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Patient Receives $14.3 Million Settlement After Doctor Fails to Diagnose Her Terminal Breast Cancer

Breast cancer patient is sadden by the news she heard from the doctor.

A breast cancer patient and her spouse recently secured a multimillion-dollar settlement for failure to diagnose her condition.

According to the complaint, the patient, Lisa Leval, and her husband, Gerald, alleged that radiologist Ingrid Ott from Washington Radiology Associates and Dr. Gary Rose failed to diagnose her breast cancer during a routine mammogram in 2011. Dr. Rose was ultimately dismissed as a defendant after it was determined he was not liable.

During the trial, Lisa presented evidence showing her cancer, diagnosed in 2013, was present during the mammogram in 2011. The failure to diagnose allowed the disease to spread, leading to six years of expensive treatment and a reduced life expectancy.

The jury deliberated for two days and found the defendants liable for medical malpractice. Lisa received $14.3 million for her losses. Her husband Greg received $50,000 for future loss of consortium.

What Happened?

Lisa Leval went to Washington Radiology Associates, P.C. in May 2011 for a routine mammogram. Dr. Ingrid Ott, a radiologist at the facility, reviewed the results. She informed Lisa that she didn’t find anything suspicious.

In August 2013, Lisa returned to the radiology center complaining of breast pain. The medical team examined her and conducted a mammogram. The doctors found a lump in Lisa’s right breast and diagnosed her with stage IV ductal carcinoma with metastases to her spine.

Lisa also had HER2-positive breast cancer. The cancer tested positive for human epidermal growth factor receptor 2 (HER2) protection. The protein makes this form of cancer more aggressive because it promotes cancer cell growth.

Lisa received chemotherapy every three weeks for six years due to her diagnosis.

State law requires healthcare providers to meet a specific standard of care to all patients. The radiologist and facility violated the standard of care by proximately causing harm to Lisa Leval by failing to diagnose her cancer during her initial mammogram in 2011.

Why Are Medical Malpractice Cases So Complex?

According to state law, a patient must prove their injury resulted from a medical provider’s failure to provide the accepted standard of care by establishing these elements:

  • The healthcare provider failed to exercise the degree of skill, care, and learning expected of a reasonably prudent medical professional at the time they belonged to the class or profession in the state of Washington acting under the same or similar circumstances.
  • The failure proximately caused the injury.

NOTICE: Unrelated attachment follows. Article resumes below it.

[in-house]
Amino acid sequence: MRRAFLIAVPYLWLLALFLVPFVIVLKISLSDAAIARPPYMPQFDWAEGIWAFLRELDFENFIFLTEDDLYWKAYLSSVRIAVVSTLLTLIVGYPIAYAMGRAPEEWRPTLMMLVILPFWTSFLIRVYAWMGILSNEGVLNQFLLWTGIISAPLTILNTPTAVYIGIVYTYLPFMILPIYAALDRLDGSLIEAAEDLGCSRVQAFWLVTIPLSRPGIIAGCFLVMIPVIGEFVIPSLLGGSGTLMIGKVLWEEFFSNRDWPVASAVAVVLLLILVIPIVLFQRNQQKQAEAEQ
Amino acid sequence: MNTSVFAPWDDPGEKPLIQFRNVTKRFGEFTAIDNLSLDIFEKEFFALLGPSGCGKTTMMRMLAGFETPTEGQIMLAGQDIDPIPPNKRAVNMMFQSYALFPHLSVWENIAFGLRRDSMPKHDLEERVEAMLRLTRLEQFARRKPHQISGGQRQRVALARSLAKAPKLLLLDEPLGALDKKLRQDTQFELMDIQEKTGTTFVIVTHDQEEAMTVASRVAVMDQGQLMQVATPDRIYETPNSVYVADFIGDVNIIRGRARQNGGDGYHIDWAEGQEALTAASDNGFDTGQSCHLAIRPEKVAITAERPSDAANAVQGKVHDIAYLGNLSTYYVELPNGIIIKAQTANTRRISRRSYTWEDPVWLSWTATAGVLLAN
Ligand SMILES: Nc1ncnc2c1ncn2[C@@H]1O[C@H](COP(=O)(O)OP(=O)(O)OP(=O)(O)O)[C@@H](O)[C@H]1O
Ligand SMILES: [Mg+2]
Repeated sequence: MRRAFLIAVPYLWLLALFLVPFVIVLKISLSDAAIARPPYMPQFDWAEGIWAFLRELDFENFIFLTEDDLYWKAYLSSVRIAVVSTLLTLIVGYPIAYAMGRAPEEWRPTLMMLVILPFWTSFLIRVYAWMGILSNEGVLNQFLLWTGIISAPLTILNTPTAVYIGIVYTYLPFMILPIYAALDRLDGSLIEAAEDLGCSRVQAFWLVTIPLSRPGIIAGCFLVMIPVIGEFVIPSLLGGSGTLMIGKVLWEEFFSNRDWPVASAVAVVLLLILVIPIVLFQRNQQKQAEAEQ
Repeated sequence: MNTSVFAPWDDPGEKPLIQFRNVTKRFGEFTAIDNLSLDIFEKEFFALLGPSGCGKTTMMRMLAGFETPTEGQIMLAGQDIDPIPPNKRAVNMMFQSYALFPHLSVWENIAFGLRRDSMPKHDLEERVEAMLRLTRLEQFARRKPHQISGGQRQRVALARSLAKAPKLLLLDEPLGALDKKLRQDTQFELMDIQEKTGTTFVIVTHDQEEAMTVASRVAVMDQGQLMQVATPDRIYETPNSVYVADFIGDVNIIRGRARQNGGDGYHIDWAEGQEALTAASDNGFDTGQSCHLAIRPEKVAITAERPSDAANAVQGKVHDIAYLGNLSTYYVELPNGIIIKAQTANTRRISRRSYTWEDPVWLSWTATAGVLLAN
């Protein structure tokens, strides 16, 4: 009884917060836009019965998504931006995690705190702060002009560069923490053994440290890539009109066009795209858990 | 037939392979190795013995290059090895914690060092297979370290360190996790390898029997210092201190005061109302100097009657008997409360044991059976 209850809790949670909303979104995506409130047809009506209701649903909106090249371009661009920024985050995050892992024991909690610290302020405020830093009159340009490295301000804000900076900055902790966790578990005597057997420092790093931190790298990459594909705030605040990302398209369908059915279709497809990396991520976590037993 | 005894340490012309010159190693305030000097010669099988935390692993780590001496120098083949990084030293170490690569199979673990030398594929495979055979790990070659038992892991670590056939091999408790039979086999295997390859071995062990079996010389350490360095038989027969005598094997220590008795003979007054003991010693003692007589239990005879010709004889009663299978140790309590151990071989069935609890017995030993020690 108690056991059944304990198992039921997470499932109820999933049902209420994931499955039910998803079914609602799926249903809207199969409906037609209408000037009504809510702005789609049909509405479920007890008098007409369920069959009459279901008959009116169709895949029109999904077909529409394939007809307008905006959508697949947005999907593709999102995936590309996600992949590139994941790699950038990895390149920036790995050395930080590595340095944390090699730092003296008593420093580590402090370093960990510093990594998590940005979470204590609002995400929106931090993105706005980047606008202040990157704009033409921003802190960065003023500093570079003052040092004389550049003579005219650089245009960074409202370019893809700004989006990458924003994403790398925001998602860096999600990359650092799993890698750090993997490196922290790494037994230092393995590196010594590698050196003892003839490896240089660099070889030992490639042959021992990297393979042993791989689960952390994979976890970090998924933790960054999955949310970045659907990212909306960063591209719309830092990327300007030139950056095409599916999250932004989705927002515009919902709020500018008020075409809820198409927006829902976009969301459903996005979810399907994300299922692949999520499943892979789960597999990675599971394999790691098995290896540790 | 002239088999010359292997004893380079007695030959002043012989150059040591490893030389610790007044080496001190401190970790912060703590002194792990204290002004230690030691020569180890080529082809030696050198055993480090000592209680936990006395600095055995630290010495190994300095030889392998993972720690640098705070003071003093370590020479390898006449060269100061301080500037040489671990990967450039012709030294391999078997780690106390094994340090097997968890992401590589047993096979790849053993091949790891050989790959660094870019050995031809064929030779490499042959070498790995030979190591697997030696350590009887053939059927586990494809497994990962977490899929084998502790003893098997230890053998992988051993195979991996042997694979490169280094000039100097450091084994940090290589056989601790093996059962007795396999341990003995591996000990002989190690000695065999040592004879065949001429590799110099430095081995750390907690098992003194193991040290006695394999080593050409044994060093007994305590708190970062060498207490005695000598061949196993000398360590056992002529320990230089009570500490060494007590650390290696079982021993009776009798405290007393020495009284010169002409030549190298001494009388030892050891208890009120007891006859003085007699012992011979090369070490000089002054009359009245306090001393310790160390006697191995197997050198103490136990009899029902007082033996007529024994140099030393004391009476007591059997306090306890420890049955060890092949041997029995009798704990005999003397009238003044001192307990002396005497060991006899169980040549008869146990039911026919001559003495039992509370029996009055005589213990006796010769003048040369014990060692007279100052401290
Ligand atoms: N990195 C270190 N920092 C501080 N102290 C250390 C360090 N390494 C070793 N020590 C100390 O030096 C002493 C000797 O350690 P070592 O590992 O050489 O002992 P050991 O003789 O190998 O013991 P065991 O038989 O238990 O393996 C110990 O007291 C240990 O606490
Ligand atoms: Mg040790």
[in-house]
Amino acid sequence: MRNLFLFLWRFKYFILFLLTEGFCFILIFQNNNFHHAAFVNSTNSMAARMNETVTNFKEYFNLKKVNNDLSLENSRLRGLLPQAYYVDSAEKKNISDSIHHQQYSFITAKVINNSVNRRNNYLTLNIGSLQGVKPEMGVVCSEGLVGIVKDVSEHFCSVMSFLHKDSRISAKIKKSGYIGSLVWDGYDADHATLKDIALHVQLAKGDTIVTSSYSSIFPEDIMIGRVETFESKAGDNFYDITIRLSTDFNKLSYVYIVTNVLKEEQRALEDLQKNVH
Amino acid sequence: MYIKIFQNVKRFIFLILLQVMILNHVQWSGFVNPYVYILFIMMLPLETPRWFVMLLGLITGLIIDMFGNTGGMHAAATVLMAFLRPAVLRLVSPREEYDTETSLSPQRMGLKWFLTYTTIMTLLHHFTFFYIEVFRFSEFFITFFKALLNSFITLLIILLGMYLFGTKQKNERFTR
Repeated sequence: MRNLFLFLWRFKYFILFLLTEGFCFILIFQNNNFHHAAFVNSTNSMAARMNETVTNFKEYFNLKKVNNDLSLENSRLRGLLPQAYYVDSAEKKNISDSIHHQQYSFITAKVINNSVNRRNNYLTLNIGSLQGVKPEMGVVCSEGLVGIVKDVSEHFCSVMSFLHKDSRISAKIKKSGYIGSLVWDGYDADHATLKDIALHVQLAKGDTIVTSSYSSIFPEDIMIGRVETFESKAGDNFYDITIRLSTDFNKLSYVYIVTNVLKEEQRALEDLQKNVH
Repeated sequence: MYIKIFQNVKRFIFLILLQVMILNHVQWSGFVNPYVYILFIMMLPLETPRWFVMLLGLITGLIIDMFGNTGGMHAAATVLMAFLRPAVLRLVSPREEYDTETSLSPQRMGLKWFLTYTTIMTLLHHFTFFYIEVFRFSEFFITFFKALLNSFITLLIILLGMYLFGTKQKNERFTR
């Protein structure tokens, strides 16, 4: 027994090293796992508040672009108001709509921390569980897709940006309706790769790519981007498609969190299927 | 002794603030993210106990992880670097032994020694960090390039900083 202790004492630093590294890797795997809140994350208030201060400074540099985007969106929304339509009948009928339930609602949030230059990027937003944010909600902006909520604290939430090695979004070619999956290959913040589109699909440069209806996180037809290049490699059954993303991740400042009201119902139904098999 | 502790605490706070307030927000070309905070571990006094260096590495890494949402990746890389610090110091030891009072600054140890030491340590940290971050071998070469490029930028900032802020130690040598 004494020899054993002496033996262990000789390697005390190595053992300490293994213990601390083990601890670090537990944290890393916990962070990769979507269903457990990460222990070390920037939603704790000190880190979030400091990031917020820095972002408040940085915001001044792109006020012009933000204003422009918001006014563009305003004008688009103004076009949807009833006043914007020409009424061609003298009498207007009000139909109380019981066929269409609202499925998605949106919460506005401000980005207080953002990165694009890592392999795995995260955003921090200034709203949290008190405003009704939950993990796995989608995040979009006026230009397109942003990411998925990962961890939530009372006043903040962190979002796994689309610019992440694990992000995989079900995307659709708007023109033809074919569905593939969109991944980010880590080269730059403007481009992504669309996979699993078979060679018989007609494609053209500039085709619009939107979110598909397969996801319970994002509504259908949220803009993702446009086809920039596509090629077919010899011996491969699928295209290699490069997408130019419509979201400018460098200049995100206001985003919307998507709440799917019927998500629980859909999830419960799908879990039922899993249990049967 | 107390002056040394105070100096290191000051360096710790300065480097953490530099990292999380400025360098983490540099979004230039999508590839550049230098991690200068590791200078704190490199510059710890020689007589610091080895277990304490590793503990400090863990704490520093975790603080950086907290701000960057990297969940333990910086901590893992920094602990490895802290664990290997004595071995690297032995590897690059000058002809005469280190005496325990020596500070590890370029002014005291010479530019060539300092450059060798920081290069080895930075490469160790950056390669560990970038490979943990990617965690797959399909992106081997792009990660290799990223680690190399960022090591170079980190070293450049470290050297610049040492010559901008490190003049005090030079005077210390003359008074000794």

Additionally, the definition of medical malpractice is confusing. It allows different interpretations and arguments.

Since the nature of medicine is complex, substantial evidence is required to prove what happened. Hiring a medical malpractice attorney if you suspect misdiagnosis is crucial. A lawyer could investigate what happened and consult with medical providers in the same field to substantiate the allegations and provide expert opinions on how and why the malpractice occurred.

Medical malpractice concept with doctor holding stethoscope on the side

What Compensation Can I Receive Through a Medical Malpractice Case?

Filing a medical malpractice claim or lawsuit might recover compensation for losses, such as:

  • Hospitalization, prescriptions, surgeries, and other medical expenses
  • Pain and suffering
  • Loss of enjoyment of life
  • Inconvenience
  • Mental anguish
  • Lost wages
  • Lost earning capacity
  • Out-of-pocket expenses

The diagnosis errors in Lisa Leval’s case led to a $14,350,000 jury verdict. The financial award broken down by losses were:

  • Past pain and suffering – $7,500,000
  • Future pain and suffering – $2,500,000
  • Economic losses – $4,300,000

There are no caps on compensation for economic or non-economic losses in Washington. However, medical malpractice cases in Virginia and Maryland are subject to caps on losses.

The cap on compensation for a Virginia medical malpractice lawsuit is $2.55 million until June 30, 2023.

As of 2023, awards for non-economic losses in a Maryland medical malpractice case can’t exceed $875,000. The limit increases by $15,000 each year. So, if the injury occurred last year, the noneconomic losses cap would be $860,000.

Contact a Medical  Malpractice Attorney for Help

At The Law Offices of Dr. Michael M. Wilson, M.D., J.D. & Associates, we have the legal and medical qualifications, experience, and resources to handle even the most complicated medical malpractice cases. We will provide the representation and support you need to overcome this challenging ordeal.

If a medical provider’s negligence caused your injury or illness, call or contact us online for a free consultation with a dedicated medical misdiagnosis lawyer.

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